Hari Parbat

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Hari Parbat as seen from Badam Weer (Almond Garden), Srinagar.

Coordinates: 34°6′19″N 74°48′58″E / 34.10528°N 74.81611°E / 34.10528; 74.81611 Hari Parbat, locally known as Koh-e-Maran and among the Hindus as Sharika Peeth,[1] is a hill overlooking Srinagar, the largest city and summer capital of Jammu and Kashmir. It is the site of the Durrani Fort, built in 1808. It has the famous Shakti Temple on the western slope and shrines of Hamza Makhdoom and Badakhshi on the southern slope. On the southern side of the outer wall there is a Gurudwara which commemorates the visit of Guru Har Gobind.[2]

Durrani Fort[edit]

The first fortifications on the site were constructed by the Mughal emperor Akbar in 1590. He built an outer wall for the fort, and planned a new capital called Nager Nagor to be built within the wall. That project was never completed. The present fort was built in 1808 under the reign of Shuja Shah Durrani.

Sharika Temple[edit]

Sharika Mata Temple.

The hill is considered sacred by the Kashmiri Pandits due to the presence of a temple of a goddess called Jagadamba Sharika Bhagawati who is depicted with 18 arms.

Makhdoom Sahib[edit]

Makhdoom Sahib, Srinagar.

Nestled below the imposing Mughal Fort is the shrine of Hamza Makhdoom. Shrine is towards the southern side of Hari Parbat Hill. It is one of the most sacred shrines in Kashmir. This double storied, many-pillared structure displays a remarkable architectural style. This shrine is visited not only by Muslims but by people of all faiths, throughout the year. Makhdoom Sahib, also called Hazrat Sultan, was a Sufi saint.[3][4]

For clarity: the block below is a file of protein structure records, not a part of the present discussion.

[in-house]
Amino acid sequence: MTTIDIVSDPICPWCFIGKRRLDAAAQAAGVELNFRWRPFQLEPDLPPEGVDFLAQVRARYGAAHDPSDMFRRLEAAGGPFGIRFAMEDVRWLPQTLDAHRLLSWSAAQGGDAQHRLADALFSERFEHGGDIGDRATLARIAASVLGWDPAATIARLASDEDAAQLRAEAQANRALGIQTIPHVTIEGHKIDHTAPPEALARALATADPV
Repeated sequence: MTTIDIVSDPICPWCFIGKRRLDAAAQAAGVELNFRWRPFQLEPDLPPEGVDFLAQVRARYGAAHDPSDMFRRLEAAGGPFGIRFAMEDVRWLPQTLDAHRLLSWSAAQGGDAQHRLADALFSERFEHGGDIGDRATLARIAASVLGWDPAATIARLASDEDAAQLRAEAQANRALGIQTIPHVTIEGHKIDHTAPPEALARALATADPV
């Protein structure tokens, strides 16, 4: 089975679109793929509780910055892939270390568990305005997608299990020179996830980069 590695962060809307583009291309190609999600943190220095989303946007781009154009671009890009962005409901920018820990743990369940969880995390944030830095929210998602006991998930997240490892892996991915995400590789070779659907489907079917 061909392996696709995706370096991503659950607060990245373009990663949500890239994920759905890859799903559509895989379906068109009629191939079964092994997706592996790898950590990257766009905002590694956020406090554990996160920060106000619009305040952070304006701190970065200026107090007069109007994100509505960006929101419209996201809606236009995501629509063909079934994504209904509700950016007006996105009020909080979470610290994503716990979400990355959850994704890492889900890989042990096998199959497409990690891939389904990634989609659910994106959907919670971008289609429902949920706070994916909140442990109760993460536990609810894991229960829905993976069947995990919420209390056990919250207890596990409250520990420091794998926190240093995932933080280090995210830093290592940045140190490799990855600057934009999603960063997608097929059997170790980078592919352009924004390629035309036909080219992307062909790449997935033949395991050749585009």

Gurdwara Chatti Patshahi[edit]

Gurdwara Chatti Patshahi, Rainawari, Srinagar

Gurdwara Chatti Patshahi, Kathi Darwaja, Rainwari, Srinagar is one of the most important Sikh Gurudwaras in Kashmir. It is believed that the sixth guru of Sikhism traveled through Kashmir, stopping to preach occasionally and stayed for few days.[5][6]

Legendary origin[edit]

According to legend, the Hari Parbat hill was once a huge lake inhabited by the demon Jalobhava. The inhabitants called on the goddess for help. She took the form of a bird and dropped a pebble on the demon's head, which grew larger and larger until it crushed the demon. Hari Parbat is revered as that pebble, and is said to have become the home for all the gods of the Hindu pantheon.

Another version of the myth says that two demons, Tsand and Mond, occupied the fair valley. Tsand hid in the water near the present location of Hari Parbat and Mond somewhere above the present Dal Gate, and both terrorized the people of the valley. The gods invoked Shakti who assumed the form of a Haer (myna) and flew to Sumer, picked up a pebble in her beak, and threw it on the demon Tsand to crush him. The pebble grew into a mountain. Hence was named Hari (myna) Parbhat. Parvati is worshipped as Sharika in Shri Tsakra (an emblem of cosmic energy pervading the universe) occupying the middle part of the western slope of the hill. The hill is also called Predemna Peet.[7]

On the birthday of Sharika Bhagwati, the devotees make a sacrificial offering of `Taher-charvan' (Taher - rice boiled with turmeric powder and mixed with oil and salt; Tcharvan - cooked liver of goat) to the goddess. This day is celebrated as Har Navum.[citation needed]

References[edit]

  1. ^ [1]
  2. ^ About Hari Parbat
  3. ^ Hamza Makhdum
  4. ^ Makhdoom Sahib Shrine
  5. ^ [2]
  6. ^ Gurdwara
  7. ^ Origin

External links[edit]